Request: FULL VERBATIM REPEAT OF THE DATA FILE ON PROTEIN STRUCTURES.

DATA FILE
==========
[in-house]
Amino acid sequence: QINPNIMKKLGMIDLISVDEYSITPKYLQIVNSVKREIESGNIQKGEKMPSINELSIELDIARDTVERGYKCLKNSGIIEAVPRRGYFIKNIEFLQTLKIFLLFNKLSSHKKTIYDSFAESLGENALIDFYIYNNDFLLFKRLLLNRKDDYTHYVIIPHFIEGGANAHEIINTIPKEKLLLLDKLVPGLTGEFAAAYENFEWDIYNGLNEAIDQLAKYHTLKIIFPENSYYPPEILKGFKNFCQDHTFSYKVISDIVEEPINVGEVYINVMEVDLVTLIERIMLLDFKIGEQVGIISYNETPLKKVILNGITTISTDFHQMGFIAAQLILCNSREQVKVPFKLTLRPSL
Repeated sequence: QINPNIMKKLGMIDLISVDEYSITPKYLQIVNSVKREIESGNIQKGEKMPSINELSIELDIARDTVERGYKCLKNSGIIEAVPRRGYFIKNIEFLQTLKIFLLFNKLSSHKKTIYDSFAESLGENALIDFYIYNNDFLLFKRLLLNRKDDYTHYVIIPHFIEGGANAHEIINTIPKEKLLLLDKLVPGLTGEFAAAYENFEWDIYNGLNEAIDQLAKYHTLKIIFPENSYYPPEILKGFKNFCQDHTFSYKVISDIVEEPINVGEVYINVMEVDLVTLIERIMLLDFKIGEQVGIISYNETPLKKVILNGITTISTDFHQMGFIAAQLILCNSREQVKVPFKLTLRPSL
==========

[in-house]
Amino acid sequence: QINPNIMKKLGMIDLISVDEYSITPKYLQIVNSVKREIESGNIQKGEKMPSINELSIELDIARDTVERGYKCLKNSGIIEAVPRRGYFIKNIEFLQTLKIFLLFNKLSSHKKTIYDSFAESLGENALIDFYIYNNDFLLFKRLLLNRKDDYTHYVIIPHFIEGGANAHEIINTIPKEKLLLLDKLVPGLTGEFAAAYENFEWDIYNGLNEAIDQLAKYHTLKIIFPENSYYPPEILKGFKNFCQDHTFSYKVISDIVEEPINVGEVYINVMEVDLVTLIERIMLLDFKIGEQVGIISYNETPLKKVILNGITTISTDFHQMGFIAAQLILCNSREQVKVPFKLTLRPSL
Repeated sequence: QINPNIMKKLGMIDLISVDEYSITPKYLQIVNSVKREIESGNIQKGEKMPSINELSIELDIARDTVERGYKCLKNSGIIEAVPRRGYFIKNIEFLQTLKIFLLFNKLSSHKKTIYDSFAESLGENALIDFYIYNNDFLLFKRLLLNRKDDYTHYVIIPHFIEGGANAHEIINTIPKEKLLLLDKLVPGLTGEFAAAYENFEWDIYNGLNEAIDQLAKYHTLKIIFPENSYYPPEILKGFKNFCQDHTFSYKVISDIVEEPINVGEVYINVMEVDLVTLIERIMLLDFKIGEQVGIISYNETPLKKVILNGITTISTDFHQMGFIAAQLILCNSREQVKVPFKLTLRPSL